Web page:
Parent Guide to Meds and Traveling

Have meds on your packing checklist

Forgot your toothbrush? No biggie. Forgot your meds? Much more of a pain. If you don’t use a checklist, write a sticky note and leave it on your front door/your phone/your keys - anywhere you will be sure to see it before you leave.

 

TSA Rules

The TSA rules are vague. “It is recommended that medication be clearly labeled.” For international travel, keep your meds in their original bottles. Yeah, that’s a pain, but better than arguing with customs. Once you get to where you’re going, you can swap them back into pillboxes or whatever.

 

For domestic travel, if you don’t want to lug all that around, put your pills in something convenient.

 

Tell TSA about liquid medications. For carry-ons, they will allow liquid medicine over the usual limit of 3.4 ounces, but you must tell officers at the beginning of the security check and they need to be in their original, labeled bottle. 

 

Packing meds

For my family, we use a daily dispense pill box.  We have a white one for morning meds and a blue one for evening meds. That way we can clearly see if meds have been taken that day. We throw the pill boxes in a ziplock bag for safety (don’t want that popping open and spilling all over!) and carry it in our purse or laptop bag.

 

If the trip is longer than a week, I will purchase another set of pill boxes and keep them in a separate ziplock bag labeled “second week” (so I don’t get confused!) These I’m okay with putting in checked luggage.

 

But be sure to keep your meds with you - on your person or in your carry-on. I do NOT put these meds in our checked luggage because I don’t want our important meds getting lost if the luggage goes missing.

 

Packing liquid meds

For refrigerated medications, TSA will let your bring cool packs if they are frozen solid. Refrigerated or not, leave extra time for the TSA to do a thorough screening of your liquid med.

 

On amazon, look for oral syringes with caps. You can buy packages of 100 for under $20. Bring along enough for your trip and then you can just throw them out as you use them. (Seriously, being on vacation is about not washing dishes or syringes, right?)

 

For a lot of medications, you can pre-draw the medicine into a syringe, cap it, and then use it later. I will do this for our out-and-about medications so I don’t have to carry the bottle. I will throw a capped syringe full into the ziplock bag with her pillbox.  Check with your pharmacist to make sure this will work with your medication. I know that you can’t pre-draw liquid tacrolimus because the medicine binds to plastic and become less effective the longer it is in the syringe.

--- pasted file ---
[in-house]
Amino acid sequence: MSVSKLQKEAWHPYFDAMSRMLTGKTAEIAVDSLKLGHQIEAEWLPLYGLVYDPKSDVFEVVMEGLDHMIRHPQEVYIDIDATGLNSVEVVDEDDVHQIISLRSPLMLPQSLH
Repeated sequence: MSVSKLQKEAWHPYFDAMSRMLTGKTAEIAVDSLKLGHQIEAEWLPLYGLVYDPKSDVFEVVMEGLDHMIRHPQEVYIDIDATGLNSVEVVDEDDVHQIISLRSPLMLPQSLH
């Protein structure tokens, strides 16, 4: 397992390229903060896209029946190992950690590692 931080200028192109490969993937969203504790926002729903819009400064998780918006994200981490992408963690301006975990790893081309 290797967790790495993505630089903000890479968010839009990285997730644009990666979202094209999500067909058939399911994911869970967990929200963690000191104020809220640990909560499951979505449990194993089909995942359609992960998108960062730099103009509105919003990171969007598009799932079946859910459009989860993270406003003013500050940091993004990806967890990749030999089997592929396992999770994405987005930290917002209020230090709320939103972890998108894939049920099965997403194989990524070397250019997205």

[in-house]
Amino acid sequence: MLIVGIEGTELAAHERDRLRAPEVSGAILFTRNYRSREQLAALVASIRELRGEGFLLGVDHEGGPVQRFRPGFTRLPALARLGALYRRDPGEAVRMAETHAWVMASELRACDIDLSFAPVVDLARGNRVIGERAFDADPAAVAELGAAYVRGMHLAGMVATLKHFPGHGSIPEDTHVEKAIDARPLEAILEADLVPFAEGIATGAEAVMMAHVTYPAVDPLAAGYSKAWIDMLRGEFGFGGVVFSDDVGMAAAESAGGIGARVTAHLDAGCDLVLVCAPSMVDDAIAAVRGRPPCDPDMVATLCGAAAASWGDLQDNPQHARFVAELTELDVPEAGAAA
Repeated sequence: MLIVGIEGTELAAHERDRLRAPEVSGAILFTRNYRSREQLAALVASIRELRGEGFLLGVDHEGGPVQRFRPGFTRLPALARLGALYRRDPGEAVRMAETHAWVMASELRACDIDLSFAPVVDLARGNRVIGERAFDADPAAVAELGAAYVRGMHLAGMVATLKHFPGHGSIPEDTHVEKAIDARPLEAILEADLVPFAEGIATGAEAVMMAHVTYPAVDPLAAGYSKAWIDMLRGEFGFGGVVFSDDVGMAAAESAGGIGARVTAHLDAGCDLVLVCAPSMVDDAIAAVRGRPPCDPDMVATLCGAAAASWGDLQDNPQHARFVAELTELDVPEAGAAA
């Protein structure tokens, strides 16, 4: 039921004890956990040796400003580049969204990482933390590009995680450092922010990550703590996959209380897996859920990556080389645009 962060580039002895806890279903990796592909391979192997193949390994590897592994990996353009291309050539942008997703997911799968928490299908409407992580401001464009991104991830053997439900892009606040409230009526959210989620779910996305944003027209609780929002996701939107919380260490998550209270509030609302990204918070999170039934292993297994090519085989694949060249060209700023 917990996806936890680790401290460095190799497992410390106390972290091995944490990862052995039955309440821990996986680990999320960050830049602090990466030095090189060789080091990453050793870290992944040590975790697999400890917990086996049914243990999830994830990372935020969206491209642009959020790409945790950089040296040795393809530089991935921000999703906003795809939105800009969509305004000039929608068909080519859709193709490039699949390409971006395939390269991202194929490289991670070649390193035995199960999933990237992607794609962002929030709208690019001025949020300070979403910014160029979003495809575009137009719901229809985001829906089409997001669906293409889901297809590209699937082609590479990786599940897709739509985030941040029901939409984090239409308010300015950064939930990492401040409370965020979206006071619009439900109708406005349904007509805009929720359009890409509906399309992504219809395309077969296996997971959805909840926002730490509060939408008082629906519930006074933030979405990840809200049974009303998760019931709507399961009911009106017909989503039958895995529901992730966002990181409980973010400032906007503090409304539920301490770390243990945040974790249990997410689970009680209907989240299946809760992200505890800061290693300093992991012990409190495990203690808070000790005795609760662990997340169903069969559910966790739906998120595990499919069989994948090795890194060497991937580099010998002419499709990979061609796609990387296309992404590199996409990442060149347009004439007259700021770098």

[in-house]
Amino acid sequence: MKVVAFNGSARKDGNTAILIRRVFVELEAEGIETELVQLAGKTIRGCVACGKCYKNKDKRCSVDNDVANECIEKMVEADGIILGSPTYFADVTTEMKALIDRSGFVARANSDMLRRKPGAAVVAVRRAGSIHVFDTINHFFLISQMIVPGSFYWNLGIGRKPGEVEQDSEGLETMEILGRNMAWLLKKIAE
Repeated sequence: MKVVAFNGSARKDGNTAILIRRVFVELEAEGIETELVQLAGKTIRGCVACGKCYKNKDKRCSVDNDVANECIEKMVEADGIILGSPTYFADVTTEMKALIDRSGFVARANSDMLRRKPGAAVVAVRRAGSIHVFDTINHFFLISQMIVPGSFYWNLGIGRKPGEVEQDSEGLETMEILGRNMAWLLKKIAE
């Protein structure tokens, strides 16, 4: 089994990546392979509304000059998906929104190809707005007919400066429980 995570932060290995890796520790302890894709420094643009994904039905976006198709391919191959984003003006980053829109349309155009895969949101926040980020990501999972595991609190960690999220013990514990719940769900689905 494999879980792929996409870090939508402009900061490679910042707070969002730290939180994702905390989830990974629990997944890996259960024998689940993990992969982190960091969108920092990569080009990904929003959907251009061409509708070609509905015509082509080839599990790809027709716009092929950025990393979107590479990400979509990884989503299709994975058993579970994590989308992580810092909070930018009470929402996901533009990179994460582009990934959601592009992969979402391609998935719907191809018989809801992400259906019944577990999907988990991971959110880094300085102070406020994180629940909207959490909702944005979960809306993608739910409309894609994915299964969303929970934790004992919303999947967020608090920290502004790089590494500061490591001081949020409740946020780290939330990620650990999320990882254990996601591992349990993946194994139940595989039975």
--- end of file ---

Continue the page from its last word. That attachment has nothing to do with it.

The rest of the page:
Around and About

Since vacation days are often long, I carry that day’s dose of meds in a pillbox in a separate ziplock bag in my purse. Or I carry a couple of days’ doses (but only if you can identify your pills - if they look the same, only carry one day). It’s useful if you are out later than you expected. I also do this for the days we travel, so I don’t have to be rummaging through tons of stuff to find her meds if we are stuck in traffic or on a delayed plane.

 

You can lay cotton on top of the pills so they don’t rattle or crumble in the pillbox.

 

Don’t leave meds in the car (even inside luggage), since hot temperatures may can affect how well they work.

 

Bring a couple of days’ extra

What if my purse gets stolen? What if my kid spills their drink all over the pill box and ruins them all? What if I spill some pills down the sink? Back up meds!

 

I usually put a couple of days worth of meds in an old prescription bottle, stuff some cotton on top, and back this in a zipper pocket in my luggage. (Some recommend bringing up to 2 weeks extra medication.) This is my fallback plan in case something goes wrong. That way I can be sure I have a separate supply until I can get more.

 

Getting more meds away from home

Take photos of your pill bottle labels and save them on your phone. You can also ask your doctor for prescriptions, and bring those with you as well. Again take photos of these just in case.

 

If you fill your prescription through a nationwide pharmacy chain, find a nearby branch and call and ask them to transfer your prescription and give you a small supply.

 

If not, find a nearby pharmacy and get their number. Call your doctor and ask if they can send a prescription for a small amount to the pharmacy.  Bring your insurance card when you pick up the pills. If you can’t reach your doctor, ask the pharmacy if they’ll transfer your prescription from your local pharmacy and give you a small supply.

 

Prescriptions cannot be filled overseas, nor can your primary care doctor call in a prescription for you overseas. However, there’s a way around it: knowing the generic forms and other names of the same medicine. Depending on the country, you may even be able to get the medicine without a prescription

 

Keeping your regular med schedule

For short trips, stick to your home time zone schedule if you can. So a 7am morning dose in Seattle, becomes a 10am dose in Boston. Set an alarm on your smart phone to help you keep on track, even when you’re out having fun. Have multiple people set the alarm on their phones. That way you’re more likely not to miss it., especially if you’re taking the medication at a different time than you normally do.

 

If you need to adjust for longer trips, you can start shifting your medications by a 1/2 hour a day (taking them earlier or later as called for) a week or so before the trip. Be sure to shift back the same way when you come home.

 

It's usually safe to take medicine 1 hour early or late. Check with your doctor or pharmacist to see how to handle the switch to a new time zone.